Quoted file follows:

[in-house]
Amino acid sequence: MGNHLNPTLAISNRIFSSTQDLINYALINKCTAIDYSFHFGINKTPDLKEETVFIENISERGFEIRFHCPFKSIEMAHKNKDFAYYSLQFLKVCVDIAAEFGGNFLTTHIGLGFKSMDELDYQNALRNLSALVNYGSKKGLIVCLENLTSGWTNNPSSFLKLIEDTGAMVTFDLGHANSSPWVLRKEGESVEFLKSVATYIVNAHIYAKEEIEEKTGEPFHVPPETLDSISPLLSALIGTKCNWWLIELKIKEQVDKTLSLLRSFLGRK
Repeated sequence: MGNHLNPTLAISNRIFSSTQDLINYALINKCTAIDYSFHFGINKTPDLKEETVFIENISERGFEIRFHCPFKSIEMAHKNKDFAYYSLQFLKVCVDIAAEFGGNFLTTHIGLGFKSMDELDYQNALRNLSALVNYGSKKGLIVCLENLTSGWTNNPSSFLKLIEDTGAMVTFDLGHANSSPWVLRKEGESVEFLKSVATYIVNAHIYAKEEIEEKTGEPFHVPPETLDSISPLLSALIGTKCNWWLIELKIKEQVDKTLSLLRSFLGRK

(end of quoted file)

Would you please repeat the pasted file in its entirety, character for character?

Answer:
[in-house]
Amino acid sequence: MGNHLNPTLAISNRIFSSTQDLINYALINKCTAIDYSFHFGINKTPDLKEETVFIENISERGFEIRFHCPFKSIEMAHKNKDFAYYSLQFLKVCVDIAAEFGGNFLTTHIGLGFKSMDELDYQNALRNLSALVNYGSKKGLIVCLENLTSGWTNNPSSFLKLIEDTGAMVTFDLGHANSSPWVLRKEGESVEFLKSVATYIVNAHIYAKEEIEEKTGEPFHVPPETLDSISPLLSALIGTKCNWWLIELKIKEQVDKTLSLLRSFLGRK
Repeated sequence: MGNHLNPTLAISNRIFSSTQDLINYALINKCTAIDYSFHFGINKTPDLKEETVFIENISERGFEIRFHCPFKSIEMAHKNKDFAYYSLQFLKVCVDIAAEFGGNFLTTHIGLGFKSMDELDYQNALRNLSALVNYGSKKGLIVCLENLTSGWTNNPSSFLKLIEDTGAMVTFDLGHANSSPWVLRKEGESVEFLKSVATYIVNAHIYAKEEIEEKTGEPFHVPPETLDSISPLLSALIGTKCNWWLIELKIKEQVDKTLSLLRSFLGRK